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ASEAN’s IHS Markit Manufacturing PMI in August rose to 49 from July’s 46.5 amid a gradual decline in output and new orders in the region. The headline number for August indicates a sixth successive month of an overall decline in the region’s manufacturing sector.  


August manufacturing data indicates improvement in conditions, wherein the fall of PMI was the lowest in the last six months. Factory output stabilised and the decline in order booking volumes slowed, reducing the extent of economic contraction. Weak exports contributed majorly to the latest contraction in the index. 


Markit’s ASEAN Manufacturing PMI compiled data from around 2,100 manufacturers in Indonesia, Thailand, Singapore, Malaysia, Vietnam, the Philippines, and Myanmar. These countries account for 98pc of ASEAN manufacturing on a value-added basis. Across the seven countries, manufacturing output remained uneven, with only two countries posting an improvement in overall market conditions in August.


Performance of ASEAN’s manufacturing sector remained subdued, with companies cutting staff. The job loss was steep but with a lower decline since February. Enterprises reduced buying activity and inventories declined, although the pace of buying and the reduction stocks both eased. In August, the rate of inflation rose from July increasing cost burden, however, average output cost remained flat, while business sentiments and outlook for manufacturing output improved in August. 


In August, ASEAN’s manufacturing sector moved closer to stabilisation but is yet to witness any concrete indications of recovery. Manufacturers need a clear indication of improvement in client demand before raising output volumes, according to the report.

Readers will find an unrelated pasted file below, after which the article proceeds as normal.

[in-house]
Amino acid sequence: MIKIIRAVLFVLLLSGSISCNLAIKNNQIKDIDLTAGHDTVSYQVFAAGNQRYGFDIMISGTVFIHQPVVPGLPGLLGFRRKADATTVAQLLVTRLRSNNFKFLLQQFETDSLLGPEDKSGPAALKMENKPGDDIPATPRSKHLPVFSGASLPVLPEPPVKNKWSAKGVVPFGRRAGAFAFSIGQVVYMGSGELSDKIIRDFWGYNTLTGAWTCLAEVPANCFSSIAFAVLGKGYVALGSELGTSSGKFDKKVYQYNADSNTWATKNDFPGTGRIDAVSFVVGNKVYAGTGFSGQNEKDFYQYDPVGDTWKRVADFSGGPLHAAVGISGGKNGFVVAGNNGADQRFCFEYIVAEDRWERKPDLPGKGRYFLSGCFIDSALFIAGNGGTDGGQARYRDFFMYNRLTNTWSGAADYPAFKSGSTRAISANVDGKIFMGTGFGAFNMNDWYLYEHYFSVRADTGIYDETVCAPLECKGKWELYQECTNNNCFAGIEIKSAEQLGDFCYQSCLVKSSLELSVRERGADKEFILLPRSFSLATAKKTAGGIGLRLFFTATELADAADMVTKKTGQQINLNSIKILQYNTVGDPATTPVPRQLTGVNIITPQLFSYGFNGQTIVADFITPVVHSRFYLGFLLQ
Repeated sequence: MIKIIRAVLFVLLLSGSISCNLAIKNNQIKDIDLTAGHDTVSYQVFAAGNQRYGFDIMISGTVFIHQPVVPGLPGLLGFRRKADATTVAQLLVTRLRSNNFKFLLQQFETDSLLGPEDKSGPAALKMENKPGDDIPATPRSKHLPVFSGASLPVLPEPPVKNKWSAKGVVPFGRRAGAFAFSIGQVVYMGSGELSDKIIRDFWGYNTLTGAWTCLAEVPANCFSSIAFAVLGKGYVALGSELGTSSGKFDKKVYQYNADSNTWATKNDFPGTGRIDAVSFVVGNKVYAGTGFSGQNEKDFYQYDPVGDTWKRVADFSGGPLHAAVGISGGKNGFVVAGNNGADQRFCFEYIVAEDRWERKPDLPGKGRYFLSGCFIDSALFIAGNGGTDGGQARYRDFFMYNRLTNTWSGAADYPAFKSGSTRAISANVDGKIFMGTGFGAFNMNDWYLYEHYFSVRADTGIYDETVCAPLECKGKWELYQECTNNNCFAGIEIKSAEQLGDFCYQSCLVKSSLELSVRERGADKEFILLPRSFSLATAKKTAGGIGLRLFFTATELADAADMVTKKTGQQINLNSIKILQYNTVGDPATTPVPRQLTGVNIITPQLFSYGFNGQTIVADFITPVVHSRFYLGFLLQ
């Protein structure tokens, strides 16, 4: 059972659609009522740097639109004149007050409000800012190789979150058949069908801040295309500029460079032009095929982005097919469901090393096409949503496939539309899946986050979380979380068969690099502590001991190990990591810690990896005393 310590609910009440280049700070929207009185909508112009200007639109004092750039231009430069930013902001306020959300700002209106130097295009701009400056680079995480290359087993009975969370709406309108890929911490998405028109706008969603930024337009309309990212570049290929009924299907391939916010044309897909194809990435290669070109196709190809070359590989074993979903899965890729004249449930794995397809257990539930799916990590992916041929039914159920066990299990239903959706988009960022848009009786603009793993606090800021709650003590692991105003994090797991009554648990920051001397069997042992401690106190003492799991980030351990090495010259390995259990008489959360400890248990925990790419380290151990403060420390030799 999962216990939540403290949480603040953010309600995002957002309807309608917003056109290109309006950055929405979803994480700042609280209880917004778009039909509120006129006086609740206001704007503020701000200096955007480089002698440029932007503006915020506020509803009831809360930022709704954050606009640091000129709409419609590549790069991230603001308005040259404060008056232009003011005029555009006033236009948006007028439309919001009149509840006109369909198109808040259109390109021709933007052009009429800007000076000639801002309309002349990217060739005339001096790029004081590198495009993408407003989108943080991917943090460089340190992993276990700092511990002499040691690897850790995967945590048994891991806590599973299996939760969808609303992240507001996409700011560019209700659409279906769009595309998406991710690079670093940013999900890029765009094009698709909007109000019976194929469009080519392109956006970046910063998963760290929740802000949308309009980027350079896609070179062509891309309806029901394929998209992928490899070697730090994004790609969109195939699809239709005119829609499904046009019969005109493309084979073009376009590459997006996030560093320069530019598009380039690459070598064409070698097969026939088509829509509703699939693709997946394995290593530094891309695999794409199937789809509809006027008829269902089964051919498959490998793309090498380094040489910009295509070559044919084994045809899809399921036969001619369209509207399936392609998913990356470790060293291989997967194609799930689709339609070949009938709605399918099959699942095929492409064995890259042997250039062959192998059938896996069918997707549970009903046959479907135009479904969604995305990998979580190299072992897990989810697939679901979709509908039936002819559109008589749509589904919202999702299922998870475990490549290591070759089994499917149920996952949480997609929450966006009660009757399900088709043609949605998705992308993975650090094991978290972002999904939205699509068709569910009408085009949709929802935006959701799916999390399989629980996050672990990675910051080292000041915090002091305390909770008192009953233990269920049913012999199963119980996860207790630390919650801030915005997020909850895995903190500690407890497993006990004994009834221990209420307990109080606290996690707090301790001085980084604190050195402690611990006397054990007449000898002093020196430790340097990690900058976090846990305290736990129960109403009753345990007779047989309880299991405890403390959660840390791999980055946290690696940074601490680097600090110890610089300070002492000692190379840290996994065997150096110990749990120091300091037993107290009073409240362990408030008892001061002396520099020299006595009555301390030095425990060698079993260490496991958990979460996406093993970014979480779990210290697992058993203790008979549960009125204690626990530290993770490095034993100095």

Myanmar’s headline figure (53.2) was the highest for 15 months and indicative of a moderate improvement in operating conditions, driven by the quickest increase in output since April 2018. Indonesia was the only other country to record growth, but the headline PMI (50.8) signalled only a marginal rate of expansion. 


Indonesia – increased to 50.8 from 46.9 (July)

Indonesia’s Manufacturing PMI rose indicating an improvement as manufacturers reported solid increases in production and new orders. This is the first the index has improved to above 50 since February. Business confidence is at the highest since May and the country is gradually easing off the pandemic-related restrictions. Despite the improvement in production and sales, companies continued to cut jobs and buying activity in order to check costs. 


Indonesian companies witnessed the fastest growth rate in over six years amid easing of restriction but experts warn that the recovery could be due to pent-up demand. 


Malaysia – dropped to 49.3 from 50.0 

Malaysia’s Manufacturing PMI decreased indicating increases in the country’s GDP and manufacturing production, which stabilised in August. New orders continue to remain slow amid weak customer demand and focus on cost reduction. The index has lost some steam from its initial rebound post-lockdown following an expansion in June and July.